Please, when mummy dies, DON'T tell your daughters that mummy's "coming back." Now, I know it's hard for people to deal with the death of a loved one, especially when that loved one is Rekha. It's PARTICULARLY hard to explain death to a small child, and as the child gets older phrases like "she's in a better place" or "she's visiting auntie in Lahore" just don't cut it anymore. Still...Ashok...WHAT THE HECK WERE YOU THINKING?
After lying to his daughter about this issue for eight years it's no surprise to anyone when the unbelievably cute Mini turns into a biting, kicking, piano-abusing feral girl much like the Wild Child of Aveyron. I'm sure Ashok didn't do this on purpose -- he loved his wife an awful lot, and maybe spending those years telling his daughter that mummy was coming back was some sort of useful therapy for him. In other aspects of his life Ashok is really quite a sweet, normal man (so normal, in fact, that he does what every other Indian man does when his wife goes into labour: he sticks a big picture of an ugly caucasian baby on the wall. Seriously, this is an ongoing thing in Bollywood, I'm not making it up).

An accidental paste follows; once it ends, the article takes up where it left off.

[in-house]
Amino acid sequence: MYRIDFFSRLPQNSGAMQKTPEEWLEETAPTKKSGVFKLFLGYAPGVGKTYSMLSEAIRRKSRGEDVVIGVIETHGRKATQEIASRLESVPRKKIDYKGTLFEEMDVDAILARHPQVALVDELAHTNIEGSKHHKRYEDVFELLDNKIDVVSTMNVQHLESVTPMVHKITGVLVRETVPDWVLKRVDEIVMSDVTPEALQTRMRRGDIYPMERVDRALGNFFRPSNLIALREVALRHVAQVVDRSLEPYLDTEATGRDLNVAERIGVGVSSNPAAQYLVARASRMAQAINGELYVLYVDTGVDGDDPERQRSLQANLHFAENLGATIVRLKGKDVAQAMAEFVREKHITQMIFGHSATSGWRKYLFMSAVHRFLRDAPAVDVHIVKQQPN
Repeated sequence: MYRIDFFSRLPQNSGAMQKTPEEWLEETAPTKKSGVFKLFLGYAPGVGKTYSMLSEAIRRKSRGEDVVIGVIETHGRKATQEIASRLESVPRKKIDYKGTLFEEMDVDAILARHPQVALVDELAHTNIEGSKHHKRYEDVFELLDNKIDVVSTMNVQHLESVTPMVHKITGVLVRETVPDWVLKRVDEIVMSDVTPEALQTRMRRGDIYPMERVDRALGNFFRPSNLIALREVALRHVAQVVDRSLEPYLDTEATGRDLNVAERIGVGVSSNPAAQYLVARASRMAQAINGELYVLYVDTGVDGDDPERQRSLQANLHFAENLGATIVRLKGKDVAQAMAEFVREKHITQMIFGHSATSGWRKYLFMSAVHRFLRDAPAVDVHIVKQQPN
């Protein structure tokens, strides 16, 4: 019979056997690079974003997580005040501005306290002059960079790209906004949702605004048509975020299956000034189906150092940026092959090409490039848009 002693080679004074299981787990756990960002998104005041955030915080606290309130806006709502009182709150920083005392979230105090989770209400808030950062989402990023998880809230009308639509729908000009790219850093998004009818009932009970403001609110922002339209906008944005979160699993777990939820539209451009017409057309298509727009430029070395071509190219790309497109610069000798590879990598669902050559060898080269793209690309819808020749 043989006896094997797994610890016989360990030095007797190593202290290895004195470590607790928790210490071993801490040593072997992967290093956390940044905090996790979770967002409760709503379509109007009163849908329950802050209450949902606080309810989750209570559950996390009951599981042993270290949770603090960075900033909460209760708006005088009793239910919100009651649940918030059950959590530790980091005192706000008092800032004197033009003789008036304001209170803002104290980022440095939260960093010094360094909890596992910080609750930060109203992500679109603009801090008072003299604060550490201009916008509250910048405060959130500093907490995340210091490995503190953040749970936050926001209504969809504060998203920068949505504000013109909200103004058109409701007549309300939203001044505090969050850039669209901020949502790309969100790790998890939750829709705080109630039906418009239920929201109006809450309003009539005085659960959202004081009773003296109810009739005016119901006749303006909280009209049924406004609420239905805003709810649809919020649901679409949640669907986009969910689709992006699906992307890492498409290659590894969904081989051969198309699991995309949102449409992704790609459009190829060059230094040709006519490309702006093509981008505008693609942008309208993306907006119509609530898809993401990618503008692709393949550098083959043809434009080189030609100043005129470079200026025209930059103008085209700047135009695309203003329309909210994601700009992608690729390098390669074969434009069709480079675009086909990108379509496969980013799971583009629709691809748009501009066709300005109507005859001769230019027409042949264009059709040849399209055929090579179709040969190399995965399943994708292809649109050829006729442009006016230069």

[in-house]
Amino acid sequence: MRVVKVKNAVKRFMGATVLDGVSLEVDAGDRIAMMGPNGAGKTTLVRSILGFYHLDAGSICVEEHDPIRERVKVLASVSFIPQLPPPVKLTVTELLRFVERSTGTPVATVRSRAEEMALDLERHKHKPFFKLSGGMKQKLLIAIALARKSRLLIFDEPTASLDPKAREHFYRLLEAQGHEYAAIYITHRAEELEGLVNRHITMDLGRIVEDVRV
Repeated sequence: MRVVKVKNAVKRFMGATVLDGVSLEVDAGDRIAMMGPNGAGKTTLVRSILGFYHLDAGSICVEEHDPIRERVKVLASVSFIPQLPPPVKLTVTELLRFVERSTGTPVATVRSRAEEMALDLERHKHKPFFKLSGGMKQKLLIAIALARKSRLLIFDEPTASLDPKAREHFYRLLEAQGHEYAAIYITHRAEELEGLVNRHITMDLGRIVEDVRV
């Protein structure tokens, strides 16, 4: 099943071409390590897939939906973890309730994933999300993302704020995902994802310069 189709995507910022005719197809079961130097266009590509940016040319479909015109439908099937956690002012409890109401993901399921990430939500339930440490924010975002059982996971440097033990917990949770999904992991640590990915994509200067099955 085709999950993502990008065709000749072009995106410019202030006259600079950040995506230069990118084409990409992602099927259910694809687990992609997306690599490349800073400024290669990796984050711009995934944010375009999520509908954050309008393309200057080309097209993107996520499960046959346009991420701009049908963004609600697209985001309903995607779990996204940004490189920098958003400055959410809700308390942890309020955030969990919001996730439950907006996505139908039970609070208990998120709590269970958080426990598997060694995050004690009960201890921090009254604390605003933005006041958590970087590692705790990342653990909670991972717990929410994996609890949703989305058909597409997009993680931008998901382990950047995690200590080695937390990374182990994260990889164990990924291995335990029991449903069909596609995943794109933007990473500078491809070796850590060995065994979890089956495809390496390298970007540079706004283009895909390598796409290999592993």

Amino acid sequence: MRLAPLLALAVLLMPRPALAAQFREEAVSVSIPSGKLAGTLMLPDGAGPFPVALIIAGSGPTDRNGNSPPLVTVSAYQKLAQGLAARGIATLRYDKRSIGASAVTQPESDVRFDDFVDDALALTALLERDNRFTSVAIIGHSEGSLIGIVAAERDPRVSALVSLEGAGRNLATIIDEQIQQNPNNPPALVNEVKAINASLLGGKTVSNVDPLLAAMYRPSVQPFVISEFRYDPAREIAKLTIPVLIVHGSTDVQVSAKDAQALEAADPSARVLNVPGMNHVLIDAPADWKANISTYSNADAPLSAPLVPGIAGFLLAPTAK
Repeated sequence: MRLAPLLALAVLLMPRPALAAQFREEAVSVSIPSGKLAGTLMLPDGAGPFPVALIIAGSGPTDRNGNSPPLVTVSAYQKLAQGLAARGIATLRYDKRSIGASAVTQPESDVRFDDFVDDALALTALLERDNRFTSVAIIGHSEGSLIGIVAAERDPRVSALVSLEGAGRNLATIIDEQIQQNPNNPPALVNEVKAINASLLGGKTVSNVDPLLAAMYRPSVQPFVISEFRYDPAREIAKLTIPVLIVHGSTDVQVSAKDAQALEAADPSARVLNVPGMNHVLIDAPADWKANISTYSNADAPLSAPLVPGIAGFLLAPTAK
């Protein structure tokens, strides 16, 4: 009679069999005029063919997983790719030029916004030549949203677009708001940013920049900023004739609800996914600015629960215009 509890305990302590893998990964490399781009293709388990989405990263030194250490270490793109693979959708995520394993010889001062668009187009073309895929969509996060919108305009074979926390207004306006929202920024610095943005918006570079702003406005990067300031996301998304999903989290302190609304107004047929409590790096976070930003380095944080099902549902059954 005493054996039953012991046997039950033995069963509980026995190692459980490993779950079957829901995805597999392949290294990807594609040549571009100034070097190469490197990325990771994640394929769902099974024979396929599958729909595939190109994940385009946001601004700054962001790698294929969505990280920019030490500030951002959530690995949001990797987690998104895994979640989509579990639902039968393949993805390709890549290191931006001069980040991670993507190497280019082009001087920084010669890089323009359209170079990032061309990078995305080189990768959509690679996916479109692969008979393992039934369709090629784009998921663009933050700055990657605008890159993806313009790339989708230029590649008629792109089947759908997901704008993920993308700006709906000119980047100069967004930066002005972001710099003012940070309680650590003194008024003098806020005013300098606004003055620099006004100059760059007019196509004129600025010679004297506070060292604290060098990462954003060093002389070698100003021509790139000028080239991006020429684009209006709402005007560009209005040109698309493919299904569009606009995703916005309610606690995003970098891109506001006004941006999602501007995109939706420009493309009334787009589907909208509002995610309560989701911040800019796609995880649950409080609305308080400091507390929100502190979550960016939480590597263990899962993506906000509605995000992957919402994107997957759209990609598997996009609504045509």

As an aside I would also like to point out that Ashok has got a "woodsy wall-mural" in his office, a strange trait shared with most Bollywood businessmen (as first pointed out by BollyMike...we didn't believe him then, but we believe him now). I've always associated these murals with basement dens and rumpus rooms...you know, the ones with no windows or airflow, requiring a "fake view" to keep you from feeling claustrophobic (which is fine until the mural gets coated with nicotine from trapped cigarette smoke). If anything, the "simulated forest view" in Ashok's inner sanctum shows his painfully human side: it reinforces that people have flaws, such as bad taste.